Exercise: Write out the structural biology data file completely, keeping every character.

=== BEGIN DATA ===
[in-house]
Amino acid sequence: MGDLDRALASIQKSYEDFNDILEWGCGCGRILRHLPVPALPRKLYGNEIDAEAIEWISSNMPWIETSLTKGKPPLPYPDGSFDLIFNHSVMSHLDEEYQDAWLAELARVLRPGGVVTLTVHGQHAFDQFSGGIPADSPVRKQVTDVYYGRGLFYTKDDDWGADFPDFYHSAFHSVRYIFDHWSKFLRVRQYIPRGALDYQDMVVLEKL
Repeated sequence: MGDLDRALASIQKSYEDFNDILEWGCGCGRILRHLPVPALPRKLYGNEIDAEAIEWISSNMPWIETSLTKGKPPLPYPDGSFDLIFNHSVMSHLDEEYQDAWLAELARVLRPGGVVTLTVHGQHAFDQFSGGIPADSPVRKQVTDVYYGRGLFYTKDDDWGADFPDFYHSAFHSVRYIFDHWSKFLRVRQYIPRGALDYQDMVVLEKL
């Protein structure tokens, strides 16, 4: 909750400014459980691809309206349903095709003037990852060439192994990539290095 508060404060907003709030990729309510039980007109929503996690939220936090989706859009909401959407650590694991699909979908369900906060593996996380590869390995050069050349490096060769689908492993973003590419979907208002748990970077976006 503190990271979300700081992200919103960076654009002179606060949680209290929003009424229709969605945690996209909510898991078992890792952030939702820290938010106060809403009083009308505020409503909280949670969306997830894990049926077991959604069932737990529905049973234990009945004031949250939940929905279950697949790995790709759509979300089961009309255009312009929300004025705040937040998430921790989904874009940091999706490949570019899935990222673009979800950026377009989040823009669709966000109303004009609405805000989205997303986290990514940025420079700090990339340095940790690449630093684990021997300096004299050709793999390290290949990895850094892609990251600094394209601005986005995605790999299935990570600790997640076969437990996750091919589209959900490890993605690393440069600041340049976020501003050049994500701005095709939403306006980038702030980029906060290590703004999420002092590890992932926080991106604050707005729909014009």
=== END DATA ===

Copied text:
[in-house]
Amino acid sequence: MGDLDRALASIQKSYEDFNDILEWGCGCGRILRHLPVPALPRKLYGNEIDAEAIEWISSNMPWIETSLTKGKPPLPYPDGSFDLIFNHSVMSHLDEEYQDAWLAELARVLRPGGVVTLTVHGQHAFDQFSGGIPADSPVRKQVTDVYYGRGLFYTKDDDWGADFPDFYHSAFHSVRYIFDHWSKFLRVRQYIPRGALDYQDMVVLEKL
Repeated sequence: MGDLDRALASIQKSYEDFNDILEWGCGCGRILRHLPVPALPRKLYGNEIDAEAIEWISSNMPWIETSLTKGKPPLPYPDGSFDLIFNHSVMSHLDEEYQDAWLAELARVLRPGGVVTLTVHGQHAFDQFSGGIPADSPVRKQVTDVYYGRGLFYTKDDDWGADFPDFYHSAFHSVRYIFDHWSKFLRVRQYIPRGALDYQDMVVLEKL
């Protein structure tokens, strides 16, 4: 909750400014459980691809309206349903095709003037990852060439192994990539290095 508060404060907003709030990729309510039980007109929503996690939220936090989706859009909401959407650590694991699909979908369900906060593996996380590869390995050069050349490096060769689908492993973003590419979907208002748990970077976006 503190990271979300700081992200919103960076654009002179606060949680209290929003009424229709969605945690996209909510898991078992890792952030939702820290938010106060809403009083009308505020409503909280949670969306997830894990049926077991959604069932737990529905049973234990009945004031949250939940929905279950697949790995790709759509979300089961009309255009312009929300004025705040937040998430921790989904874009940091999706490949570019899935990222673009979800950026377009989040823009669709966000109303004009609405805000989205997303986290990514940025420079700090990339340095940790690449630093684990021997300096004299050709793999390290290949990895850094892609990251600094394209601005986005995605790999299935990570600790997640076969437990996750091919589209959900490890993605690393440069600041340049976020501003050049994500701005095709939403306006980038702030980029906060290590703004999420002092590890992932926080991106604050707005729909014009």